And finally, on the widespread conception that Islam is a very violent religion, and the clash of interests between the USA and ‘Islam’:

There is a clash of interests between the U.S. and those whose lives it seeks to shape, often in its own image. But this story does not begin in Mecca; it begins in Washington. Middle Easterners, including Osama bin Laden, were not fantasizing when they saw the U.S. establish military bases in the Gulf region nor when it restored the Kuwaiti amirate to power in 1991, when it intervened on behalf of both the Iraqis and Iranians in the Iraq-Iran war, when it shelled Lebanon in the 1980s, and the list goes on. This is not primarily a story about religious fanaticism but a story about secular, imperial power.

[…] we should spend more time exposing the political contexts in which popular understandings of Islam and religion more broadly are generated, disseminated, and used. And if we must produce a sound-bite about Islam’s role in making violence for the media, then let it be this: “Islam is not the cause of violence, but it does offer one means of resistance to U.S. political, military, and economic domination in Muslim lands.”

A thoroughly engaging post, which contained almost nothing I could disagree with. Here’s hoping as many people as possible read it. I’d also suggest reading some sections from my Very, Very Short Introduction to Islam. Enjoy.

A plea to Northern Ireland – the fight is not ours

I don’t tend to emphasise the fact that I’m Northern Irish. I’m getting better at it… but perhaps the constant returns to utter stupidity are something to do with it. I came across this plea in a friend’s Facebook notes… and whilst I wince slightly at the hyperbolism and flowery prose (something of which I am all too frequently guilty) I thought it was most definitely worth sharing. Thanks AF.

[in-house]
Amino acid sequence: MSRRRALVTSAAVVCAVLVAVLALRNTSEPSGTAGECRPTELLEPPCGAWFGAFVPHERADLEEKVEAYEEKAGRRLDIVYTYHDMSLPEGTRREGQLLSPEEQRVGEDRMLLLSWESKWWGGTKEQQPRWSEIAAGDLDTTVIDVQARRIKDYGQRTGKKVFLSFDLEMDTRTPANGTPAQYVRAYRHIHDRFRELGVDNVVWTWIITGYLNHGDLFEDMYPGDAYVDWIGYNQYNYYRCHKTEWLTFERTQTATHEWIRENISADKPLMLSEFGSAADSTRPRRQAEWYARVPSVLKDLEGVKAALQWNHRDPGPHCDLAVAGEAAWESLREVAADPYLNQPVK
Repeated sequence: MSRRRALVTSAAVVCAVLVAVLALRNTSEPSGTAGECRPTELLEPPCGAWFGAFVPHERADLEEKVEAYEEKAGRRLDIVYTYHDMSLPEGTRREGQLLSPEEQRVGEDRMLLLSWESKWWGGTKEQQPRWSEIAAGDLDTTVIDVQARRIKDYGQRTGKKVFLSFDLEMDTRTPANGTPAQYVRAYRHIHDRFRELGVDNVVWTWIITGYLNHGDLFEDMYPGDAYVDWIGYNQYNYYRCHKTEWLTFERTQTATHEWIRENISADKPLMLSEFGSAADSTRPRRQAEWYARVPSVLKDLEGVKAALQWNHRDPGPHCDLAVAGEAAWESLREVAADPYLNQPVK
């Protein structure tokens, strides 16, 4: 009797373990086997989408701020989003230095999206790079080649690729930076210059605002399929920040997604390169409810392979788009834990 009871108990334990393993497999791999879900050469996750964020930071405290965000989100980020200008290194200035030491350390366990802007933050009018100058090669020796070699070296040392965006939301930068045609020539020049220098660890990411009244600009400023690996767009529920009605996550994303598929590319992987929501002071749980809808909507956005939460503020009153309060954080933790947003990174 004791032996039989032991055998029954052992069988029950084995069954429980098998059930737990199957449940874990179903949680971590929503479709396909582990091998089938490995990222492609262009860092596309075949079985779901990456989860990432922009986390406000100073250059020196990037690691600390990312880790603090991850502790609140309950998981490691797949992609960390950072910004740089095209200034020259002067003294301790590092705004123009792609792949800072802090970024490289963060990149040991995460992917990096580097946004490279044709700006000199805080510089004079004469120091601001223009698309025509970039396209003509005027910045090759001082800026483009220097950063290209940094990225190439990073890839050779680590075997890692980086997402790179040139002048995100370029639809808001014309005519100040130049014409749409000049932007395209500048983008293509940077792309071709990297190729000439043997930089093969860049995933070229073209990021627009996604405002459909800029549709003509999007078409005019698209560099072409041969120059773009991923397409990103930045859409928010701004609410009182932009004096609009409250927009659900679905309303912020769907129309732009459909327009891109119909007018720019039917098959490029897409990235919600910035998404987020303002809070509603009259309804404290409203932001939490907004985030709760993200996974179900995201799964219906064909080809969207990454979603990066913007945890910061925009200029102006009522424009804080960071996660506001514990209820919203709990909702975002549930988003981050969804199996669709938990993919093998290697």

A plea to Northern Ireland in light of the Ronan Kerr car-bomb.

The fight is not ours.

It is a historical fight derived from the cunning and deliberate divide and conquer policies of an imperial power.

The localised violence that continues to haunt parts of Northern Ireland allows the success to be theirs as we play the game set for us. We have been divided and we have been conquered and while the blame lies with our own people, the truly guilty party was an empire that is now long defunct.

Yet, despite this inalienable truth, we still fight. We still suffer car bombs, we still suffer shootings, we still suffer the threat of terror. Northern Ireland, I implore you, look at the history, take a non-compartmentalised glance and understand our past. If we continue to fight and bicker, an eye for an eye and a tooth for a tooth, Ulster will once again descend into flames. We are seen as a disgrace in modern Europe, an embarrassing backwater of tribalism, violence and depravity. But we are also seen as a vibrant, progressive and creative society that offers the world an unlimited amount of good.

Look at us, look at them, look at the past, you decide.

It is time to move on, this is not our fight.

Thank you and to Northern Ireland: be proud.

I imagine this plea could be applied to many other conflict zones around the world…

Comments and thoughts appreciated.

Religion is Dangerous: The Portrayal of Dangerous Religion by Dawkins, Dennett, Harris and Hitchens